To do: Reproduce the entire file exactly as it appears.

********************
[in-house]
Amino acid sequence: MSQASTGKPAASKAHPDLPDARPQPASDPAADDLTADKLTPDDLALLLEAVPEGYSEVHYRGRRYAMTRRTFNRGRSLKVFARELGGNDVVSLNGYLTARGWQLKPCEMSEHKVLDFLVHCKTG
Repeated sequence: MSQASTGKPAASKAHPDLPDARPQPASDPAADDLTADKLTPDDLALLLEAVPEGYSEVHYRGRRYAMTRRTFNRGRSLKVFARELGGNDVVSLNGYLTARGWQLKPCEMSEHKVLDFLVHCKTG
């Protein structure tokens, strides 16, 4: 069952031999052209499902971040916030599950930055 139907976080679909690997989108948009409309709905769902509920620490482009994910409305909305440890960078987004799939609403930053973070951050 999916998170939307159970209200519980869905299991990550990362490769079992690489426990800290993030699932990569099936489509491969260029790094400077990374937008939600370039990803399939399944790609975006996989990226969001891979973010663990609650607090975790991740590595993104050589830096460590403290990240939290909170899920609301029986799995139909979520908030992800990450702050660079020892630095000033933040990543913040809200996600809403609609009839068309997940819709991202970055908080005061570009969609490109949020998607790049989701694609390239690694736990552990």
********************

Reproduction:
[in-house]
Amino acid sequence: MSQASTGKPAASKAHPDLPDARPQPASDPAADDLTADKLTPDDLALLLEAVPEGYSEVHYRGRRYAMTRRTFNRGRSLKVFARELGGNDVVSLNGYLTARGWQLKPCEMSEHKVLDFLVHCKTG
Repeated sequence: MSQASTGKPAASKAHPDLPDARPQPASDPAADDLTADKLTPDDLALLLEAVPEGYSEVHYRGRRYAMTRRTFNRGRSLKVFARELGGNDVVSLNGYLTARGWQLKPCEMSEHKVLDFLVHCKTG
């Protein structure tokens, strides 16, 4: 069952031999052209499902971040916030599950930055 139907976080679909690997989108948009409309709905769902509920620490482009994910409305909305440890960078987004799939609403930053973070951050 999916998170939307159970209200519980869905299991990550990362490769079992690489426990800290993030699932990569099936489509491969260029790094400077990374937008939600370039990803399939399944790609975006996989990226969001891979973010663990609650607090975790991740590595993104050589830096460590403290990240939290909170899920609301029986799995139909979520908030992800990450702050660079020892630095000033933040990543913040809200996600809403609609009839068309997940819709991202970055908080005061570009969609490109949020998607790049989701694609390239690694736990552990």